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Sumo gives governance in Japan another black eye

Champion retires after beating up younger wrestler who looked at him the wrong way

Harumafuji announces his retirement at a news conference in Fukuoka Prefecture on Nov. 29. (Photo by Tomoki Mera)

TOKYO -- Abuse, oppressive work conditions and a penchant for cover-ups. The rule-breaking that corporate Japan is trying to stop by embracing better governance has cropped up again in the national sport.

The drama began not in the boardroom, but closer to the barroom. It culminated in sumo grand champion Harumafuji announcing the close of his 17-year career Wednesday after admitting that he assaulted junior wrestler Takanoiwa during a night of partying in October.

The resignation comes amid a string of quality control lapses and data falsification at the likes of Nissan Motor, Kobe Steel, Mitsubishi Materials and Toray Industries, as well as a push against the culture of overwork that led to the death of a young staffer at advertising agency Dentsu. The sumo world, like corporate Japan, is faced with the difficult task of reforming a culture resistant to change.

Tough discipline

Much about the incident remains a mystery, and the 27-year-old victim, who reportedly suffered head injuries, has yet to appear in public. Harumafuji, 33, occupies the sport's highest rank of yokozuna. Both are Mongolian-born.

According to a report issued Thursday by a Japan Sumo Association committee investigating the incident, Harumafuji got angry when he saw Takanoiwa using his smartphone instead of listening to another yokozuna's lecture on behavior. Harumafuji slapped Takanoiwa, then hit him again more than a dozen times, including with a karaoke remote control, after the younger wrestler gave Harumafuji a dirty look, according to the report.

"I believe it is my duty as a yokozuna to instruct and correct younger wrestlers when they fail to demonstrate manners and etiquette," Harumafuji explained Wednesday. Although his intentions may have been good, he chose violence as his teaching method.

Takanohana attends a meeting of the board of directors of the Japan Sumo Association in Tokyo on Nov. 30. (Photo by Maho Obata)

The interest surrounding this case has been intensified by the seemingly inexplicable actions of Takanoiwa's stable master, Takanohana, himself a former grand champion. Despite his senior position in the sumo association, the sport's governing body, Takanohana did not report the incident to the group and has refused to cooperate with its investigation, though he did file a complaint with police in western Japan after the incident. In the business world, that is akin to an executive withholding from top management information that could rock the company.

The sumo association also dragged its feet in getting to the bottom of the case, feebly citing Takanohana's lack of cooperation as a barrier. The incident occurred at a party attended by Mongolian-born wrestlers during the autumn sumo roadshow, an event for which Takanohana has overall responsibility.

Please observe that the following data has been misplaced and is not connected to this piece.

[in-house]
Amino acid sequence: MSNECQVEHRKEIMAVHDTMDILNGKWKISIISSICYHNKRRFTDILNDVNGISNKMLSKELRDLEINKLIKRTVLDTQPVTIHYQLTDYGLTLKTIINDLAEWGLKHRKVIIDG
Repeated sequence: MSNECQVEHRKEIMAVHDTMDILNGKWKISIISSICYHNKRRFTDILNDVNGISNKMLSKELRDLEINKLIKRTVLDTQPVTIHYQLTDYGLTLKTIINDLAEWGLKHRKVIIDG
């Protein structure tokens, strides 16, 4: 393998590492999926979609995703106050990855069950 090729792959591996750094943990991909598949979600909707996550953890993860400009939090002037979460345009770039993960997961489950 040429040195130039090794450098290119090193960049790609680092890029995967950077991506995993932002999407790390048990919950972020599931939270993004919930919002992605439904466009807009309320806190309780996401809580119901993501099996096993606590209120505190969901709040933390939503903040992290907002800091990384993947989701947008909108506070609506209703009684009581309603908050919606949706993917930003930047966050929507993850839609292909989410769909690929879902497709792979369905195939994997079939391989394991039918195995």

Koichiro Mochizuki, an attorney and former head of the Japan Sports Law Association, thinks that the sumo body is trying to move past the incident too soon, before all the facts are known.

"It isn't right to try to wrap this affair up with a resignation before any kind of punishment has been handed down," Mochizuki said.

Hard to handle

The beating is not the only or most serious example of abuse in sumo, an ancient competition with centuries-old traditions ingrained in the sport's spectacle.

In 2007, a novice wrestler died after a beating at the hands of senior members of his stable, ordered by the stable master. The incident rocked the sumo world. Three years later, Mongolian-born yokozuna Asashoryu was forced to retire after allegedly attacking a man outside a nightclub.

Japan has since made strides in getting corporal punishment out of sports. The sumo association holds seminars and other events to educate wrestlers, but the same problems will likely recur without correcting the root causes of the sport's abusive culture.

"From the perspective of the sporting world as a whole," Harumafuji's resignation "sends a message that violence cannot be tolerated," said Munehiko Harada, a professor of sports management at Waseda University.

"During their careers, today's stable masters experienced the kind of harsh training that could well be called violence," Harada said, adding that the sumo world needs to take this lesson to heart in order to change from within.

Even after the Harumafuji incident came to light, for instance, a senior wrestler was seen violently dressing down a low-ranking stablemate serving as his personal assistant during the Kyushu tournament, one of six held each year. He was angry that the room was not ready when he was done with his bath.

The sumo association set up an independent committee to advise on governance reform in 2010 after wrestlers were involved in a baseball gambling scandal that summer. But whether stable masters gained a sense of the importance of proper oversight is unclear. When it comes to match-fixing, a long-rumored problem that became a full-blown scandal in 2011, stable masters instituted preventive measures at first, such as banning the use of mobile phones in locker rooms. But these policies are falling by the wayside now that sumo's popularity has recovered.

The more things in Japan change, the more sumo seems to stay the same. But the sport may see audiences move on if it keeps forgetting its lessons so quickly.

(Nikkei)

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